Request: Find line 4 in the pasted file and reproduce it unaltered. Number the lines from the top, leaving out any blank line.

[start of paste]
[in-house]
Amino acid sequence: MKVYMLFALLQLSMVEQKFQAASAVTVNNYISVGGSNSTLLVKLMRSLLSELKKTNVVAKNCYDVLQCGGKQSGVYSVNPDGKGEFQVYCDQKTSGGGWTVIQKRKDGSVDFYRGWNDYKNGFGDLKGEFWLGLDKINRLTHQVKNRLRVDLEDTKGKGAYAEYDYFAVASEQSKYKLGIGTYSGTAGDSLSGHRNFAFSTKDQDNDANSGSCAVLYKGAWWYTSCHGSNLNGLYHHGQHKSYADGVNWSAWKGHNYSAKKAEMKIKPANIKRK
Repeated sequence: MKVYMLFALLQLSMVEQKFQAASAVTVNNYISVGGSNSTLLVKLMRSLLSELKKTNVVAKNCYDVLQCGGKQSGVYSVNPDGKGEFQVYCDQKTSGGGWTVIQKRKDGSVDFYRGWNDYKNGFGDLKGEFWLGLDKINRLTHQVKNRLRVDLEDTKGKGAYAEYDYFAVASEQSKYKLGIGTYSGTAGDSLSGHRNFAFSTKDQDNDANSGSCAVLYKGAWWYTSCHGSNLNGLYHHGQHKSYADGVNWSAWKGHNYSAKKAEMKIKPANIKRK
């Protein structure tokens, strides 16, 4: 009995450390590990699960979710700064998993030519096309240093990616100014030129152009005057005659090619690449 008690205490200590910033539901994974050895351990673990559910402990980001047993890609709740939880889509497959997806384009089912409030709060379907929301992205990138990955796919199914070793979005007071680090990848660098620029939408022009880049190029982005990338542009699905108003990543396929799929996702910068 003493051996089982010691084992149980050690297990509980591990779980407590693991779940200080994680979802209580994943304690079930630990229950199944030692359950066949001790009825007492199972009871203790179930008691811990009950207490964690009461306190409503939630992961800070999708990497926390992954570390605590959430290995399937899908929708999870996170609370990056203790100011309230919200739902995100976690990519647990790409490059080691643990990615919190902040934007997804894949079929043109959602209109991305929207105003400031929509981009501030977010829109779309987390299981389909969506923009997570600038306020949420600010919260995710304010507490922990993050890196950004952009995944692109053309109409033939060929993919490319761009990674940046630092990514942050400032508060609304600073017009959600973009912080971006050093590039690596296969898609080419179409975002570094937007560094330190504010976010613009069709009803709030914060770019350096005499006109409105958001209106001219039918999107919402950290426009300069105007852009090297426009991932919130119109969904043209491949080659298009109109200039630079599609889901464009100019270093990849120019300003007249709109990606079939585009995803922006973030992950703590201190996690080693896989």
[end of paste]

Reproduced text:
């Protein structure tokens, strides 16, 4: 009995450390590990699960979710700064998993030519096309240093990616100014030129152009005057005659090619690449 008690205490200590910033539901994974050895351990673990559910402990980001047993890609709740939880889509497959997806384009089912409030709060379907929301992205990138990955796919199914070793979005007071680090990848660098620029939408022009880049190029982005990338542009699905108003990543396929799929996702910068 003493051996089982010691084992149980050690297990509980591990779980407590693991779940200080994680979802209580994943304690079930630990229950199944030692359950066949001790009825007492199972009871203790179930008691811990009950207490964690009461306190409503939630992961800070999708990497926390992954570390605590959430290995399937899908929708999870996170609370990056203790100011309230919200739902995100976690990519647990790409490059080691643990990615919190902040934007997804894949079929043109959602209109991305929207105003400031929509981009501030977010829109779309987390299981389909969506923009997570600038306020949420600010919260995710304010507490922990993050890196950004952009995944692109053309109409033939060929993919490319761009990674940046630092990514942050400032508060609304600073017009959600973009912080971006050093590039690596296969898609080419179409975002570094937007560094330190504010976010613009069709009803709030914060770019350096005499006109409105958001209106001219039918999107919402950290426009300069105007852009090297426009991932919130119109969904043209491949080659298009109109200039630079599609889901464009100019270093990849120019300003007249709109990606079939585009995803922006973030992950703590201190996690080693896989």